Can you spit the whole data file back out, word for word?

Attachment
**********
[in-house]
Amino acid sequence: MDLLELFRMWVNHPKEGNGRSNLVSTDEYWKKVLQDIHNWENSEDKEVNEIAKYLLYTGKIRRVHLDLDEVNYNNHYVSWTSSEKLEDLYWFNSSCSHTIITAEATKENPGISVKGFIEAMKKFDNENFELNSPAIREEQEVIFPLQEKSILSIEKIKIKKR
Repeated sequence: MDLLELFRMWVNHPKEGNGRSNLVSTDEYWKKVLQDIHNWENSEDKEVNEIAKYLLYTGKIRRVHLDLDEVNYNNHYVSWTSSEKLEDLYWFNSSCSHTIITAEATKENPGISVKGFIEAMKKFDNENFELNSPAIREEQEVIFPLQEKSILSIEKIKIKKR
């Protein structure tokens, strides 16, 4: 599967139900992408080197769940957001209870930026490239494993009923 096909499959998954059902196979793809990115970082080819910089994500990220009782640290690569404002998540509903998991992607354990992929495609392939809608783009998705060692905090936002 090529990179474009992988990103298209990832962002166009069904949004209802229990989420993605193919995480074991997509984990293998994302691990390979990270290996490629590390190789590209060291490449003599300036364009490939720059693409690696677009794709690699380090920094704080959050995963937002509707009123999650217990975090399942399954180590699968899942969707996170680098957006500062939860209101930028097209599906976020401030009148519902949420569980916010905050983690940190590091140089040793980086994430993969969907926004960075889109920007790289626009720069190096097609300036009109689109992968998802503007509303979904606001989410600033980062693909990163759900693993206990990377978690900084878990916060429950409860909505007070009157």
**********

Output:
[in-house]
Amino acid sequence: MDLLELFRMWVNHPKEGNGRSNLVSTDEYWKKVLQDIHNWENSEDKEVNEIAKYLLYTGKIRRVHLDLDEVNYNNHYVSWTSSEKLEDLYWFNSSCSHTIITAEATKENPGISVKGFIEAMKKFDNENFELNSPAIREEQEVIFPLQEKSILSIEKIKIKKR
Repeated sequence: MDLLELFRMWVNHPKEGNGRSNLVSTDEYWKKVLQDIHNWENSEDKEVNEIAKYLLYTGKIRRVHLDLDEVNYNNHYVSWTSSEKLEDLYWFNSSCSHTIITAEATKENPGISVKGFIEAMKKFDNENFELNSPAIREEQEVIFPLQEKSILSIEKIKIKKR
């Protein structure tokens, strides 16, 4: 599967139900992408080197769940957001209870930026490239494993009923 096909499959998954059902196979793809990115970082080819910089994500990220009782640290690569404002998540509903998991992607354990992929495609392939809608783009998705060692905090936002 090529990179474009992988990103298209990832962002166009069904949004209802229990989420993605193919995480074991997509984990293998994302691990390979990270290996490629590390190789590209060291490449003599300036364009490939720059693409690696677009794709690699380090920094704080959050995963937002509707009123999650217990975090399942399954180590699968899942969707996170680098957006500062939860209101930028097209599906976020401030009148519902949420569980916010905050983690940190590091140089040793980086994430993969969907926004960075889109920007790289626009720069190096097609300036009109689109992968998802503007509303979904606001989410600033980062693909990163759900693993206990990377978690900084878990916060429950409860909505007070009157």